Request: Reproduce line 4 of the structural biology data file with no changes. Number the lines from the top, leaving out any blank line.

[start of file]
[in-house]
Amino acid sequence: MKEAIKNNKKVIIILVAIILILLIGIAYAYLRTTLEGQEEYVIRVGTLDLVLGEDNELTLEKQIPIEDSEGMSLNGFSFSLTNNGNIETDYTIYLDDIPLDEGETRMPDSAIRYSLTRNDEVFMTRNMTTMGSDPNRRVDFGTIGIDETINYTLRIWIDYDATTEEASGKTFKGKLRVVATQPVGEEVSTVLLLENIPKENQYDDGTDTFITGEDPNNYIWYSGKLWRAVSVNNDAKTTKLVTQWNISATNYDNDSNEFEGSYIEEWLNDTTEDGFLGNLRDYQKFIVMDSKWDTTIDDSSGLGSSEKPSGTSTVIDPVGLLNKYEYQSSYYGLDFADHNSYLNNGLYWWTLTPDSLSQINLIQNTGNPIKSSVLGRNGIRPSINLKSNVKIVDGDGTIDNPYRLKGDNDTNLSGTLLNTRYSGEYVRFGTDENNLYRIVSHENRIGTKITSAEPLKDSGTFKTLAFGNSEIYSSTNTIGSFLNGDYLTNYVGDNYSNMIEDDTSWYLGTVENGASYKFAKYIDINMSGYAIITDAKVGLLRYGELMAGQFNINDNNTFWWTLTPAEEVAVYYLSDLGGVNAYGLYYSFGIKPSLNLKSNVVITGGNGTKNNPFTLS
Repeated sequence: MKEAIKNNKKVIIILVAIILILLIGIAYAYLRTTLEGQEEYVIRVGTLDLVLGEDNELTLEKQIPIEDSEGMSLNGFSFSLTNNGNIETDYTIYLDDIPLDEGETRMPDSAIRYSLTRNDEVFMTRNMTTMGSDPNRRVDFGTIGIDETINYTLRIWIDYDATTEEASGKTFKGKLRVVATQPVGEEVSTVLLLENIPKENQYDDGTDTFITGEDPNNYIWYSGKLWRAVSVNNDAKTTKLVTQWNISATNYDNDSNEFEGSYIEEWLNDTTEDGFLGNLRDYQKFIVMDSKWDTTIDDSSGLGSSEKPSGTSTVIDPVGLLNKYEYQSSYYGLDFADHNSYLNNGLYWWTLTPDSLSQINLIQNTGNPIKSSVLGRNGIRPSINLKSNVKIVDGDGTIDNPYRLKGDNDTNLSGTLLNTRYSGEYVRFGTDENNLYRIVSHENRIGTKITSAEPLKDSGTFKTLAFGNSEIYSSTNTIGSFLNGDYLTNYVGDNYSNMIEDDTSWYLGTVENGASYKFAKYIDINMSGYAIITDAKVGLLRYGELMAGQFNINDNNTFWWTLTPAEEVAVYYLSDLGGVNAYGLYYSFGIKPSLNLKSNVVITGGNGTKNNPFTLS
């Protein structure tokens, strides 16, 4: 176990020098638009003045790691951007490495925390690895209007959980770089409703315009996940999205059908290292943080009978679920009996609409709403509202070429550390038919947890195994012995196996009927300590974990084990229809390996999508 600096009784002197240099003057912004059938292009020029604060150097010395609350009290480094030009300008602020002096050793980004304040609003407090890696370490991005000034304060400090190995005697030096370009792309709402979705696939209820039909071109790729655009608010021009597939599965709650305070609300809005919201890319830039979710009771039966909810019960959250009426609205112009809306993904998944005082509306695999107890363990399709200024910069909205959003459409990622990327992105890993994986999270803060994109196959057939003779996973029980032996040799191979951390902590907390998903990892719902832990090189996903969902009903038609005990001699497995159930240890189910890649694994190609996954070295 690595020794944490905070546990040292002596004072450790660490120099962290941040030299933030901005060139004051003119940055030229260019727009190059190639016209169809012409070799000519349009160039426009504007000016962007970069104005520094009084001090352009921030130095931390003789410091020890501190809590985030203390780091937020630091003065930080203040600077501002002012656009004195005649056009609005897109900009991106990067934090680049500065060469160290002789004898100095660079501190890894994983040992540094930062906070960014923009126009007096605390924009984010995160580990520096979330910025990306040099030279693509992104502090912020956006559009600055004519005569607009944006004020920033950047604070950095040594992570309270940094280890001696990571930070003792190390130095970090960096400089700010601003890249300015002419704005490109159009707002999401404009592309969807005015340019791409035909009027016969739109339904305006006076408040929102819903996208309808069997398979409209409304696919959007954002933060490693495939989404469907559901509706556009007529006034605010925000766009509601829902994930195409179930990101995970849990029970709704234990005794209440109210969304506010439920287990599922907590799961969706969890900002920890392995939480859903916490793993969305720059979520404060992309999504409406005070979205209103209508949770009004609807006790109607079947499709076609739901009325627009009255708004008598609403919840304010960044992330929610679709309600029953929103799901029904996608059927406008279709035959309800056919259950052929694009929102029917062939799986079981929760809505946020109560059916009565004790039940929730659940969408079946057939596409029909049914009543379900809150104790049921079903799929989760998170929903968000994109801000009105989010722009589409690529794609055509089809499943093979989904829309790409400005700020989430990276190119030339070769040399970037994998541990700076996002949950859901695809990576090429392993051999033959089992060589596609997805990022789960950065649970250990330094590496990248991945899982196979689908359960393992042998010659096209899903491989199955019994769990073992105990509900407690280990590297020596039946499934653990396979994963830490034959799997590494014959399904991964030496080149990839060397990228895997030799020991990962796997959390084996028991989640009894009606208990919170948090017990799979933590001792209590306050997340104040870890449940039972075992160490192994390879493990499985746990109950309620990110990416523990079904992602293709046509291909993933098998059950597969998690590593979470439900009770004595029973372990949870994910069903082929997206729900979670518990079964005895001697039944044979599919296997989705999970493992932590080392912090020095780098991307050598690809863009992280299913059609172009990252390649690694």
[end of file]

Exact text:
């Protein structure tokens, strides 16, 4: 176990020098638009003045790691951007490495925390690895209007959980770089409703315009996940999205059908290292943080009978679920009996609409709403509202070429550390038919947890195994012995196996009927300590974990084990229809390996999508 600096009784002197240099003057912004059938292009020029604060150097010395609350009290480094030009300008602020002096050793980004304040609003407090890696370490991005000034304060400090190995005697030096370009792309709402979705696939209820039909071109790729655009608010021009597939599965709650305070609300809005919201890319830039979710009771039966909810019960959250009426609205112009809306993904998944005082509306695999107890363990399709200024910069909205959003459409990622990327992105890993994986999270803060994109196959057939003779996973029980032996040799191979951390902590907390998903990892719902832990090189996903969902009903038609005990001699497995159930240890189910890649694994190609996954070295 690595020794944490905070546990040292002596004072450790660490120099962290941040030299933030901005060139004051003119940055030229260019727009190059190639016209169809012409070799000519349009160039426009504007000016962007970069104005520094009084001090352009921030130095931390003789410091020890501190809590985030203390780091937020630091003065930080203040600077501002002012656009004195005649056009609005897109900009991106990067934090680049500065060469160290002789004898100095660079501190890894994983040992540094930062906070960014923009126009007096605390924009984010995160580990520096979330910025990306040099030279693509992104502090912020956006559009600055004519005569607009944006004020920033950047604070950095040594992570309270940094280890001696990571930070003792190390130095970090960096400089700010601003890249300015002419704005490109159009707002999401404009592309969807005015340019791409035909009027016969739109339904305006006076408040929102819903996208309808069997398979409209409304696919959007954002933060490693495939989404469907559901509706556009007529006034605010925000766009509601829902994930195409179930990101995970849990029970709704234990005794209440109210969304506010439920287990599922907590799961969706969890900002920890392995939480859903916490793993969305720059979520404060992309999504409406005070979205209103209508949770009004609807006790109607079947499709076609739901009325627009009255708004008598609403919840304010960044992330929610679709309600029953929103799901029904996608059927406008279709035959309800056919259950052929694009929102029917062939799986079981929760809505946020109560059916009565004790039940929730659940969408079946057939596409029909049914009543379900809150104790049921079903799929989760998170929903968000994109801000009105989010722009589409690529794609055509089809499943093979989904829309790409400005700020989430990276190119030339070769040399970037994998541990700076996002949950859901695809990576090429392993051999033959089992060589596609997805990022789960950065649970250990330094590496990248991945899982196979689908359960393992042998010659096209899903491989199955019994769990073992105990509900407690280990590297020596039946499934653990396979994963830490034959799997590494014959399904991964030496080149990839060397990228895997030799020991990962796997959390084996028991989640009894009606208990919170948090017990799979933590001792209590306050997340104040870890449940039972075992160490192994390879493990499985746990109950309620990110990416523990079904992602293709046509291909993933098998059950597969998690590593979470439900009770004595029973372990949870994910069903082929997206729900979670518990079964005895001697039944044979599919296997989705999970493992932590080392912090020095780098991307050598690809863009992280299913059609172009990252390649690694």